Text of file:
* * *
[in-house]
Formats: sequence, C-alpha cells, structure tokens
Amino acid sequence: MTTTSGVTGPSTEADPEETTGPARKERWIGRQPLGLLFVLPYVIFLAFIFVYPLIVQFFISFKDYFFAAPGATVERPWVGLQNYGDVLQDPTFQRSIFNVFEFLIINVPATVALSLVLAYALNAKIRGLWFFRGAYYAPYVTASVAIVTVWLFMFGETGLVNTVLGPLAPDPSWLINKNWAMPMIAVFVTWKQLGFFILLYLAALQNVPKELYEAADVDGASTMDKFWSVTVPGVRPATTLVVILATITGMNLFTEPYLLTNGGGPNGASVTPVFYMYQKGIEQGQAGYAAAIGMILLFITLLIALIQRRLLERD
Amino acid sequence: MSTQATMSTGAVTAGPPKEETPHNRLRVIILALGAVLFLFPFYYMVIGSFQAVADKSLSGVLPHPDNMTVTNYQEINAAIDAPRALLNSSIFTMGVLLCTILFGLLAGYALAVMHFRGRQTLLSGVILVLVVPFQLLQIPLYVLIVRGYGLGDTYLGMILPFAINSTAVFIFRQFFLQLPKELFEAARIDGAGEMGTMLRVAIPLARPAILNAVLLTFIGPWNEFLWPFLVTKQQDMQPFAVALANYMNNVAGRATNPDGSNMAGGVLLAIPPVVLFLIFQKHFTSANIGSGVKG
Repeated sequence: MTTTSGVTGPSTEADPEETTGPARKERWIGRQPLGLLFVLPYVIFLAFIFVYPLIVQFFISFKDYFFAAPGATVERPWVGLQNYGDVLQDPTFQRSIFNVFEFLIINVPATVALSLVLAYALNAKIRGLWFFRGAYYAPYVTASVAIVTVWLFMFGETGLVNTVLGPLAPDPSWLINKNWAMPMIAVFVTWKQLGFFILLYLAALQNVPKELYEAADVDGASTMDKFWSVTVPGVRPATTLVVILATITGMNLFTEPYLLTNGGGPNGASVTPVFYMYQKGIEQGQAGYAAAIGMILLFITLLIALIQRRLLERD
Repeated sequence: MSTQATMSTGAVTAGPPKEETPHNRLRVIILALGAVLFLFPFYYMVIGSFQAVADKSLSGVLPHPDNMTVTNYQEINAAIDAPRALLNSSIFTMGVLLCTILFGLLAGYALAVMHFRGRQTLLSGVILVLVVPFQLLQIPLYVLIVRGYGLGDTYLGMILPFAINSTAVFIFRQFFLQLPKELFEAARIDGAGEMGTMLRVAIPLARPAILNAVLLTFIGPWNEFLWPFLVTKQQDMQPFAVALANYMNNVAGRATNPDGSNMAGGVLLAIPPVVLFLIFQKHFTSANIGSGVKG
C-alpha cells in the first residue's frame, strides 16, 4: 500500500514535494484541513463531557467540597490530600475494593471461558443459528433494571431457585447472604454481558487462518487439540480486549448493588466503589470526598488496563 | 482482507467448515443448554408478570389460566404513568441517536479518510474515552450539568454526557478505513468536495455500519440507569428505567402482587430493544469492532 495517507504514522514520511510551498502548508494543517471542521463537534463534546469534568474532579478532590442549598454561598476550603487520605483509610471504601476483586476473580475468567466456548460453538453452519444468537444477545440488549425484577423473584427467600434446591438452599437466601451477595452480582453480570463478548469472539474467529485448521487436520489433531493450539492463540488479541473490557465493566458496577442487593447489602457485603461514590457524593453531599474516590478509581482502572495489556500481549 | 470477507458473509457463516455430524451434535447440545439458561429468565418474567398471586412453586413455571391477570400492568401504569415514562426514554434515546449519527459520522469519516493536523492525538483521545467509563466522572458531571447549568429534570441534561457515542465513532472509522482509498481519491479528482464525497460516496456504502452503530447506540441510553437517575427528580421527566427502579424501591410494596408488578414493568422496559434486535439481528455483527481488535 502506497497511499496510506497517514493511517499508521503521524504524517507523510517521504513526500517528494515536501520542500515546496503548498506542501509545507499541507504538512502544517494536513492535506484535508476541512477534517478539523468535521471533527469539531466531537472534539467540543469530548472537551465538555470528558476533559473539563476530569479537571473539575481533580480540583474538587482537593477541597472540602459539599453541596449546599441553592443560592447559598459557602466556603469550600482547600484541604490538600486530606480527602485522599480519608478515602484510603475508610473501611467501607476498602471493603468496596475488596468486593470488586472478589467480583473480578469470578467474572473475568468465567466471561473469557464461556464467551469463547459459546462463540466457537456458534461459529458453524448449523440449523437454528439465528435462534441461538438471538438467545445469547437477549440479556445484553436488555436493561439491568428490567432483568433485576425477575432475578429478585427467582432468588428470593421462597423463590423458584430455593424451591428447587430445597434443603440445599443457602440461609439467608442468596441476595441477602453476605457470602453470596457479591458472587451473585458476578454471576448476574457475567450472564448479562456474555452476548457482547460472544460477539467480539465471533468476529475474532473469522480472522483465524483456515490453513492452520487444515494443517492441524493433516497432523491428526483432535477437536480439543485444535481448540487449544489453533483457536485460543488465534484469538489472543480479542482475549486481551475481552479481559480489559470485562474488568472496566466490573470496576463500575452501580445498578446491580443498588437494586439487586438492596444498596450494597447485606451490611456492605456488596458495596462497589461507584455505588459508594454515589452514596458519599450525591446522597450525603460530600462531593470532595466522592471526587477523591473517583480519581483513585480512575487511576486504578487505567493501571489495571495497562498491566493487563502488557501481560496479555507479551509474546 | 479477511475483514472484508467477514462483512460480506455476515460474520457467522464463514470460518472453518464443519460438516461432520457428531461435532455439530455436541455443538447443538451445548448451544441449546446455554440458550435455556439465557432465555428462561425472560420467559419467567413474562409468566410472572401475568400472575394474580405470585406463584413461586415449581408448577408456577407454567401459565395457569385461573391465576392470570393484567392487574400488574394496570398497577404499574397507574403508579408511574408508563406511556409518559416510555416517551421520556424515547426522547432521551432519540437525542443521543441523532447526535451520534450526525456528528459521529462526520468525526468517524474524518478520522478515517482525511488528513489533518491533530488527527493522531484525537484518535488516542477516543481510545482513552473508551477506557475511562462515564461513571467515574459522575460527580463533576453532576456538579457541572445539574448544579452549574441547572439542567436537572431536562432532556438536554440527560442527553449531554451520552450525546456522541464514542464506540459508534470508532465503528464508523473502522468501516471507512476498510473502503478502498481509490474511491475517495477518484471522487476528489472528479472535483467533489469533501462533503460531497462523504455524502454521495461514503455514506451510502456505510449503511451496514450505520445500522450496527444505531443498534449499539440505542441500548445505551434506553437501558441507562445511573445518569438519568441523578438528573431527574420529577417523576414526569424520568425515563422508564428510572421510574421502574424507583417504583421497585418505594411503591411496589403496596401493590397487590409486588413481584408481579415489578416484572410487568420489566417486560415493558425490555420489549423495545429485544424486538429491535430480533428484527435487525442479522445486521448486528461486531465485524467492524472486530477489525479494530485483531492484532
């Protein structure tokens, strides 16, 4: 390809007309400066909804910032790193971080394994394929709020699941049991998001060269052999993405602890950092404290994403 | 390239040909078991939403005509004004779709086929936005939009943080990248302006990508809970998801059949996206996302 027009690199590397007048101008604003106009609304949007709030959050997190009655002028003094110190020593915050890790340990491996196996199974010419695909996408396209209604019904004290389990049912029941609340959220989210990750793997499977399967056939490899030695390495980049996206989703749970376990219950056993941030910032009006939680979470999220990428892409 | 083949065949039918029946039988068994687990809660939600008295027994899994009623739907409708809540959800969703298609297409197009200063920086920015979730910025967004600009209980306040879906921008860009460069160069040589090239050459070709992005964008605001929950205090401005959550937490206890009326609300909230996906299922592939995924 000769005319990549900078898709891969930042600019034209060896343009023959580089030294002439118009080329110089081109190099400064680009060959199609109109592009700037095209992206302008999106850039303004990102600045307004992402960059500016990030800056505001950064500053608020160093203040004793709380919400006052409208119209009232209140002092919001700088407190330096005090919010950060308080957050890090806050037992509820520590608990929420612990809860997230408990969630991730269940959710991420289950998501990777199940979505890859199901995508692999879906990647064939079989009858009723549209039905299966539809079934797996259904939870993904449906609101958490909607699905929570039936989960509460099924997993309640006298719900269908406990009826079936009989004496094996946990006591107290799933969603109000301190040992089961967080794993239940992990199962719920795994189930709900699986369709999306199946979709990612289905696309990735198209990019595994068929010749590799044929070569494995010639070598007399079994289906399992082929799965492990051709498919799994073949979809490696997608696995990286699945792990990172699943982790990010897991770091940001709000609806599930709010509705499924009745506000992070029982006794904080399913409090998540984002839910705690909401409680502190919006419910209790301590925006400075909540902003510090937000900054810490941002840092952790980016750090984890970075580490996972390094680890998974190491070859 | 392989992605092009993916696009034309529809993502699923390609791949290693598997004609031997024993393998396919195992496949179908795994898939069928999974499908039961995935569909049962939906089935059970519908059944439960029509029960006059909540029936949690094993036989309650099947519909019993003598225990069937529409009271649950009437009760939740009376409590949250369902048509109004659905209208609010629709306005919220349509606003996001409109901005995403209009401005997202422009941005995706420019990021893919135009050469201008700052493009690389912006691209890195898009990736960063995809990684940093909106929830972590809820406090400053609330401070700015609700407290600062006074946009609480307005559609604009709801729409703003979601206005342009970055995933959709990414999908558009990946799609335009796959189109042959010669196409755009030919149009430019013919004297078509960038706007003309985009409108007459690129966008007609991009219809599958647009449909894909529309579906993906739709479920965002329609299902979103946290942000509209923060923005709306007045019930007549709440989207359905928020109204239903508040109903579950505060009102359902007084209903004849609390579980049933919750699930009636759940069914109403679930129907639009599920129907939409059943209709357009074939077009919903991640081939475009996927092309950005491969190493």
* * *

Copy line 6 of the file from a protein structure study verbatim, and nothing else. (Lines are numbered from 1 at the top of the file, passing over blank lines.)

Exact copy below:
Repeated sequence: MSTQATMSTGAVTAGPPKEETPHNRLRVIILALGAVLFLFPFYYMVIGSFQAVADKSLSGVLPHPDNMTVTNYQEINAAIDAPRALLNSSIFTMGVLLCTILFGLLAGYALAVMHFRGRQTLLSGVILVLVVPFQLLQIPLYVLIVRGYGLGDTYLGMILPFAINSTAVFIFRQFFLQLPKELFEAARIDGAGEMGTMLRVAIPLARPAILNAVLLTFIGPWNEFLWPFLVTKQQDMQPFAVALANYMNNVAGRATNPDGSNMAGGVLLAIPPVVLFLIFQKHFTSANIGSGVKG